After Parents Find Scandalous Photos of Men on Phone, Queer Person Decides It’s Time To Leave Home.

by Tony Dimauro

Hi. My name’s Tony DiMauro. I live in Manchester, New Hampshire.

I grew up in a very Christian household. I was completely homeschooled all the way through high school. The only people I had friends with were from church, and even then it wasn’t very strong.

About 10 years ago, I finally got my first phone. I had started a job and I needed a way being able to communicate ‘cause I didn’t have my license yet, so I needed to be driven to work. And of course with a phone comes looking up things I wasn’t allowed to, like shirtless men. Enjoying that.

And I would occasionally let my brother play games here and there on the phone. But this one time, I think I had gotten home from work one day and let him play games while I went and used the restroom. And when I came out, my mom was standing there holding the phone and said, “Take this and show it to your dad.” I knew exactly what it was she was getting at.

So I took the phone, walked to my parents’ bedroom and there he was, sitting in his computer chair. He asked me to show him the pictures on my phone and I opened it up. And of course there were some shirtless men in there. He was not at all angry about it, but obviously I knew that it was disappointing at least. I reached out to grab his hand kind of shaking as I reached and he took it and we prayed about it.

And afterwards I got my phone back and I left the room and I didn’t go straight back to my bedroom where I lived with my two older brothers. So instead I went to the bed – to the living room and sat on the couch, laid down and just thought about how frustrated I was. I just thought of how I hated myself for, you know, kind of realizing, Oh yeah, I am gay. This is like… this is real unfortunately. And how horrible it was.  It really started to make me feel uncomfortable living there, and feel very constricted, unable to be myself.

So I went through college commuting. I didn’t end up living there. So I was still in this constricted house, this constricted life. But following college, graduating, I decided it was time to do something more.

So I decided to get a job at the Home Depot, where I started to make some more friends. One of which that I became really close with was able to start hanging out with her and we enjoyed going on long drives, just chatting… chatting the night away.

One particular night, we ended up driving to the ocean. It was really late, maybe 3:00 AM at that point. And we were talking back and forth all night long and eventually the topic of gender and sexuality came up and she opened up to me about herself being queer. And I was able to actually say what it was that I had been feeling for so long. I’m gay, I’m nonbinary, maybe even agender, which was the first time I had really said that to anyone.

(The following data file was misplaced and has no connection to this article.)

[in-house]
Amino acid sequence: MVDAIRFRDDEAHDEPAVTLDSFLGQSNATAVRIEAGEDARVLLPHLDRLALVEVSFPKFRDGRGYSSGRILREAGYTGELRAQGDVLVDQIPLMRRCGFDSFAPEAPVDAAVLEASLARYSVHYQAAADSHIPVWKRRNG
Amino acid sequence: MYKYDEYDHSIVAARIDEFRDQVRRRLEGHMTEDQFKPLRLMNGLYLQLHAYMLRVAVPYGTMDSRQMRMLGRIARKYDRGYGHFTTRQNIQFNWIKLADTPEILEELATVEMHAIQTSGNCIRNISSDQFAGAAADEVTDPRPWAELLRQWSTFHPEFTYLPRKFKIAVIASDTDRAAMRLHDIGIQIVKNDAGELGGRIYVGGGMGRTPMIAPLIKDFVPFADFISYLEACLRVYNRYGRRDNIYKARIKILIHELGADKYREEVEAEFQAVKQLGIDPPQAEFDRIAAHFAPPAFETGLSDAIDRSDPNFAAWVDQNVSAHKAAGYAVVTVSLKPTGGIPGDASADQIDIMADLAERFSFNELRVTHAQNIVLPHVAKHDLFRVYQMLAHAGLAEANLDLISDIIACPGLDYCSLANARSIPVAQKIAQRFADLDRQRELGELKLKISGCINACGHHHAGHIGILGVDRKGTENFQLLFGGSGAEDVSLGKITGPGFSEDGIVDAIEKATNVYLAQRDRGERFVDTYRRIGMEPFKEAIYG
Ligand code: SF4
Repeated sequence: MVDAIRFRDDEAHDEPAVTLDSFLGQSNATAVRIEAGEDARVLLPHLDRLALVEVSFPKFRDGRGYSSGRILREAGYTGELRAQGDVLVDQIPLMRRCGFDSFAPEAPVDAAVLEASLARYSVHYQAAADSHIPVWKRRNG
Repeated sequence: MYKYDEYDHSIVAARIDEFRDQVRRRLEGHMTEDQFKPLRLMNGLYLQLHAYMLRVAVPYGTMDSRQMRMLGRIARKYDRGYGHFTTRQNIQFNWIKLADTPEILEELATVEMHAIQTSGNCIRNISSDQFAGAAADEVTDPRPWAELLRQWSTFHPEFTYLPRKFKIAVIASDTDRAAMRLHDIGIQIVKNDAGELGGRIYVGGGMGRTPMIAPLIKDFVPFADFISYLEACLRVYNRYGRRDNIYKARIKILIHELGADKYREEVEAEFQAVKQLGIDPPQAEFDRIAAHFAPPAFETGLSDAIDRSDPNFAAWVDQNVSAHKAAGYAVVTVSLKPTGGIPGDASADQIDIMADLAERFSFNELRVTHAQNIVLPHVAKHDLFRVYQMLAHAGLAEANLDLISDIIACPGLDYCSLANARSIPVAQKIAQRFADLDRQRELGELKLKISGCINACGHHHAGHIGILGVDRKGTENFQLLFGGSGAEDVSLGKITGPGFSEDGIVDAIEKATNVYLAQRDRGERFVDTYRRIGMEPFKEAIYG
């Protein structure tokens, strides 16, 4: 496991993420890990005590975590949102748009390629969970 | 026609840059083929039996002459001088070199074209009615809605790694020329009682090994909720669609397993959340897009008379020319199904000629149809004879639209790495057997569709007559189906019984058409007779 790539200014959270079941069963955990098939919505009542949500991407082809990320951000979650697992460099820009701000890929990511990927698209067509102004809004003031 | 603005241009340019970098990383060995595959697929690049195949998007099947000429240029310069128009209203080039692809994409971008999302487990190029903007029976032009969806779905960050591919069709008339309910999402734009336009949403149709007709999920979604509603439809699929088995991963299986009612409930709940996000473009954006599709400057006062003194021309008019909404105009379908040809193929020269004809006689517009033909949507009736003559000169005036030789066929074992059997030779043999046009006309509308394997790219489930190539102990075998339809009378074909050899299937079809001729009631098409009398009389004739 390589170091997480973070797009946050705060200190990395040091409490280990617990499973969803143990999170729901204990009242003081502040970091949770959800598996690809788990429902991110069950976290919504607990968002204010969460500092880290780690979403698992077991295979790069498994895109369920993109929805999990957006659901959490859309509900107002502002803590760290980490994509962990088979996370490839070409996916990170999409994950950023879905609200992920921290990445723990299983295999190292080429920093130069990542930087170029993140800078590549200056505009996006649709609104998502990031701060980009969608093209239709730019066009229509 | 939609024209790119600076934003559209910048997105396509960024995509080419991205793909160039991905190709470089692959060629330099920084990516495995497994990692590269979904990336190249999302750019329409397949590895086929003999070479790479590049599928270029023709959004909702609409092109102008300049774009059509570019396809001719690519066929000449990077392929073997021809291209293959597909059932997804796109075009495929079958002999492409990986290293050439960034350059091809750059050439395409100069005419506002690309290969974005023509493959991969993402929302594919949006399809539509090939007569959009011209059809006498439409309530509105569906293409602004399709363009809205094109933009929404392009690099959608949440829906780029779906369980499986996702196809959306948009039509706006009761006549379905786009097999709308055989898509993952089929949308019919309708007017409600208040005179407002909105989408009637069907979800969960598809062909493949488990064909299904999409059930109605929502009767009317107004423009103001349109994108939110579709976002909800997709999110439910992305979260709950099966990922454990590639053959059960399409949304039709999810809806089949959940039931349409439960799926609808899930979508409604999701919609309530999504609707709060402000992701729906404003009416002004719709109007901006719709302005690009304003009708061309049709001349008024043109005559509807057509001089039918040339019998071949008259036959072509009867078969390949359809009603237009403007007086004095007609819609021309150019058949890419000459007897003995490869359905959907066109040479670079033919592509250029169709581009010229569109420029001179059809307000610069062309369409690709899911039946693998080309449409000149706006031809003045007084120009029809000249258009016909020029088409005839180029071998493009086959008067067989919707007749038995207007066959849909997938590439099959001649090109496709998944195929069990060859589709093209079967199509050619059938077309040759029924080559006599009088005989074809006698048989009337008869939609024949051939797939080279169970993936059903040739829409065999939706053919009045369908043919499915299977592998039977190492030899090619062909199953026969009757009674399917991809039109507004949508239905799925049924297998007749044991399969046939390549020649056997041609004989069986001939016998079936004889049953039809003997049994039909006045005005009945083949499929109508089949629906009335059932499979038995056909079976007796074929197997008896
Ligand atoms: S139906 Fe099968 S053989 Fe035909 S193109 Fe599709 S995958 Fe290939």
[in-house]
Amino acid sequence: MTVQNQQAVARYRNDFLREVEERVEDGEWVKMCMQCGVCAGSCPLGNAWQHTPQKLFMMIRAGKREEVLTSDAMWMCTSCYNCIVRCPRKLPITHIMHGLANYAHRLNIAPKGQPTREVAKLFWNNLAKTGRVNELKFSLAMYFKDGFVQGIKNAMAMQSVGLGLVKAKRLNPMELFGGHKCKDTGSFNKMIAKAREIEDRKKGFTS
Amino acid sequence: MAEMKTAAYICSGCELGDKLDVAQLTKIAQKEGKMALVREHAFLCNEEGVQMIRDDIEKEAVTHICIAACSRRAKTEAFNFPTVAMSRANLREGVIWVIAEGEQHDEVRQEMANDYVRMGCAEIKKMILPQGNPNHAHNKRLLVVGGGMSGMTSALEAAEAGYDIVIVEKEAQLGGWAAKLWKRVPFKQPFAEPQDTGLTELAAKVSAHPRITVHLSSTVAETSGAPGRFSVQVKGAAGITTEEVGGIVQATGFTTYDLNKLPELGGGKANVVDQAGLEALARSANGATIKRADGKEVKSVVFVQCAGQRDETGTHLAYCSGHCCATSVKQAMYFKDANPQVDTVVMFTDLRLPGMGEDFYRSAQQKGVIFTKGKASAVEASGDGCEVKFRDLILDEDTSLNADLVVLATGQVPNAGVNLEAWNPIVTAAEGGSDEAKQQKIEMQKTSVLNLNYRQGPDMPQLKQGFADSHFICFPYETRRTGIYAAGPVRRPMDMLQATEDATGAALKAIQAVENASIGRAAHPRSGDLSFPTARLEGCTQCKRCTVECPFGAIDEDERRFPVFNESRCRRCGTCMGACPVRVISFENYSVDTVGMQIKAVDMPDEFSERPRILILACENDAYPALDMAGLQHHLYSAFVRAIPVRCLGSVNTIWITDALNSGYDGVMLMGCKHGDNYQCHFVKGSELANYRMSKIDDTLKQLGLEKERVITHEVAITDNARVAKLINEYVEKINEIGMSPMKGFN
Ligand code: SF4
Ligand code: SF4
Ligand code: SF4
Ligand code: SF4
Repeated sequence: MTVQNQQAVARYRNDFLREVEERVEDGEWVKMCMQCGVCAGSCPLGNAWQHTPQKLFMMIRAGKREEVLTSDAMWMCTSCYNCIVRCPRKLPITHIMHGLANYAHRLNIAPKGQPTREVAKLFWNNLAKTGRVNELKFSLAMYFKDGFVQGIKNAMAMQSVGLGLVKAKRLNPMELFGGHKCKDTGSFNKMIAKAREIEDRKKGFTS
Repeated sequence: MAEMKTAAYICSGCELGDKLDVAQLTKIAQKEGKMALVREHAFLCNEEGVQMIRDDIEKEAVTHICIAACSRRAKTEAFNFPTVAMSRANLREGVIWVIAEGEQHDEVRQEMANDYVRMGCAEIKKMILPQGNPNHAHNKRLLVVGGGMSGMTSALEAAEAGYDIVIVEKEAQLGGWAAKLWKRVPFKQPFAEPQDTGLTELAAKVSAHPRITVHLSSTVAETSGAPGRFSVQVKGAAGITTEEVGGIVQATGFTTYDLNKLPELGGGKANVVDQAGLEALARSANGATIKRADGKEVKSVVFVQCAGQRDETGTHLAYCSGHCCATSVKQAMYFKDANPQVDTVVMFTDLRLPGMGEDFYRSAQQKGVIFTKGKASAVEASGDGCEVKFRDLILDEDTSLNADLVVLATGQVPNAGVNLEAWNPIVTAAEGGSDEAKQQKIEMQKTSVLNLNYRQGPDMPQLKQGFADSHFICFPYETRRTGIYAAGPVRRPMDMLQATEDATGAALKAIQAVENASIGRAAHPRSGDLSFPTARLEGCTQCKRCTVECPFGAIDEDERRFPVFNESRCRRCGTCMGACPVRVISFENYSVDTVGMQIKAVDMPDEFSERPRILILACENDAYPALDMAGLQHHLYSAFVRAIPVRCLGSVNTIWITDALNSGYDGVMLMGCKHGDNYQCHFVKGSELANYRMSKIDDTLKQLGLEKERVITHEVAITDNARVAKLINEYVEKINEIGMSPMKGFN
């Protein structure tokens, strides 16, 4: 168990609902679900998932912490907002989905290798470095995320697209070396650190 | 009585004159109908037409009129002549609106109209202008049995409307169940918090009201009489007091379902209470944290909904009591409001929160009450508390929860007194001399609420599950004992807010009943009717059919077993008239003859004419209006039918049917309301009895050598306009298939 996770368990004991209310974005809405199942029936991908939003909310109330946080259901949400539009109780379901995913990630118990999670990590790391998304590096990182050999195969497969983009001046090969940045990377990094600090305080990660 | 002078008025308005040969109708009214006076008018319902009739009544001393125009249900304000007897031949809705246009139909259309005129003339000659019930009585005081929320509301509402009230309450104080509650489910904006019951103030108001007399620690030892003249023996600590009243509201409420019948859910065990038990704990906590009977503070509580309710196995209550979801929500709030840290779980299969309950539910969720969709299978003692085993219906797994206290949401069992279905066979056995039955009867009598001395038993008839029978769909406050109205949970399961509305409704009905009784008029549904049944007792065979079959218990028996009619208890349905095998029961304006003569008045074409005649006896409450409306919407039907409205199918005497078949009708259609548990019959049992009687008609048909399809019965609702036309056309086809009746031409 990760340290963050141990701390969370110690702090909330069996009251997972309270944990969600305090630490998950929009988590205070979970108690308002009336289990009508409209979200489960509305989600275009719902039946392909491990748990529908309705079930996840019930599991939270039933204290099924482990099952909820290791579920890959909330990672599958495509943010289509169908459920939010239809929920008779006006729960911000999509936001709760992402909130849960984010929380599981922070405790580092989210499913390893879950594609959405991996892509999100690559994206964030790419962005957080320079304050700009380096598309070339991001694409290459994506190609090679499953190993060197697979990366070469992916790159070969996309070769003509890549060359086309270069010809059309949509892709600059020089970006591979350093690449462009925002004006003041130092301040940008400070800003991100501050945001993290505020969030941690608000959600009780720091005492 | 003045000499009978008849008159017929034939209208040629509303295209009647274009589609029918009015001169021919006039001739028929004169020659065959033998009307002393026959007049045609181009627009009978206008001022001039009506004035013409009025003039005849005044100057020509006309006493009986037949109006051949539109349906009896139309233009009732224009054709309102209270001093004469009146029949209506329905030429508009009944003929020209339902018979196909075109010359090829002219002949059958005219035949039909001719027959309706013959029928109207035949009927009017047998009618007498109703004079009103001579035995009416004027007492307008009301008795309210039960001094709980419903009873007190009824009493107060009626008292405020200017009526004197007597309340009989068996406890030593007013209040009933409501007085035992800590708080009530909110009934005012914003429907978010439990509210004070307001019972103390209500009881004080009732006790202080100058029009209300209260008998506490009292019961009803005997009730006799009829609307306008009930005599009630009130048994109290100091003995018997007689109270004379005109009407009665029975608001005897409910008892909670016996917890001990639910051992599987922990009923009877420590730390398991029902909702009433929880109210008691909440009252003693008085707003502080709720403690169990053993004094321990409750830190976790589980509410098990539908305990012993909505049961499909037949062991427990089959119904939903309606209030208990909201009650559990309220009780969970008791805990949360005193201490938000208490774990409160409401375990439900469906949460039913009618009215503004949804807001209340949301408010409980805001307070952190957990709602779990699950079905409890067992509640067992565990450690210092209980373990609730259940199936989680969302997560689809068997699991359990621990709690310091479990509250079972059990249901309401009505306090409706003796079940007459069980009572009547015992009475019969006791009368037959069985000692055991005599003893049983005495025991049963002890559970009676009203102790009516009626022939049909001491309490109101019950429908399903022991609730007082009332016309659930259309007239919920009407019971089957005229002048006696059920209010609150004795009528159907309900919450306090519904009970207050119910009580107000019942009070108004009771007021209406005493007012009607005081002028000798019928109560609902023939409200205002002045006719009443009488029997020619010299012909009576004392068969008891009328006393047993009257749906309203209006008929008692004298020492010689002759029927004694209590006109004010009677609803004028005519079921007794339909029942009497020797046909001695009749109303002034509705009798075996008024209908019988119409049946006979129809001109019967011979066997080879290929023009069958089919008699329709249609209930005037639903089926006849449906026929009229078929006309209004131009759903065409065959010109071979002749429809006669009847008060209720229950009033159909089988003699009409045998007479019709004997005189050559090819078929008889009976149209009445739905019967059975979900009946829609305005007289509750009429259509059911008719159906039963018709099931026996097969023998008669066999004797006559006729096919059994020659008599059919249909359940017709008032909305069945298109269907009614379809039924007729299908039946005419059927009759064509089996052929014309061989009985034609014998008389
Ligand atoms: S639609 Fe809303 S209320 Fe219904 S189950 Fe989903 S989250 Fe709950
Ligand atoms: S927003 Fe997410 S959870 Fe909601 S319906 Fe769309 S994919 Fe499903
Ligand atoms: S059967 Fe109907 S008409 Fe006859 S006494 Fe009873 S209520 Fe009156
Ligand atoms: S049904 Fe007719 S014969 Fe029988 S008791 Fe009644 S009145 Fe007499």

Following those days, she really became this big support system for me. And almost an oasis of freedom that I had away from this restrictive house I lived in. Whenever I would call her, or we would hang out on the weekends, it always felt like such a weight lifted off of my shoulders and I was able to really be myself.

One particular day, I had called her and I was just venting so much about how frustrated I was with my family. She asked me in that phone call, “Do you want to move out?”

And I said, “Yeah.”

And she says, “Sure. Then let’s look at an apartment today.” We found an apartment to look at. And the next day we went and had the showing. That one didn’t work out. But the second one we looked at, I got with literally no trouble. And I think within a couple months I was able to move into it and that’s where I am now.

Moving in everyone helped. And my parents came, they helped move stuff in, but they still weren’t all that excited about it. But that night I slept in, I was very happy to be alone for basically once in my life.

From there, I was able to start to talk to more people, more friends, people from church that I hadn’t talked to in a long time. And I found so many people that were supportive the entire time of the queer community, but I just had never known. I even was able to post on Facebook a few times, you know, I’m queer and I’m not confused. This is not something by trauma. This is not a shameful thing to be.

One of my brothers is transgender and he’s the other person in my family that I feel so happy to have. Someone who knows really, truly, what it was like to live in that restricted house.

When it comes to the rest of my immediate family, my brothers, my parents, it’s not so great. So unfortunately for now, I don’t know where that relationship was going to go. I don’t really talk to them anymore.

Nowadays being by myself just means freedom mostly, I have the freedom to be myself, the freedom to do what I want, talk to who I want, be friends with who I want. I do now have a clearer picture on who matters to me and why they matter to me.

Obviously, life is hard just in general, but as far as being queer, if you can move out of a situation and become more of yourself, it’s so fulfilling to actually feel comfortable in yourself.

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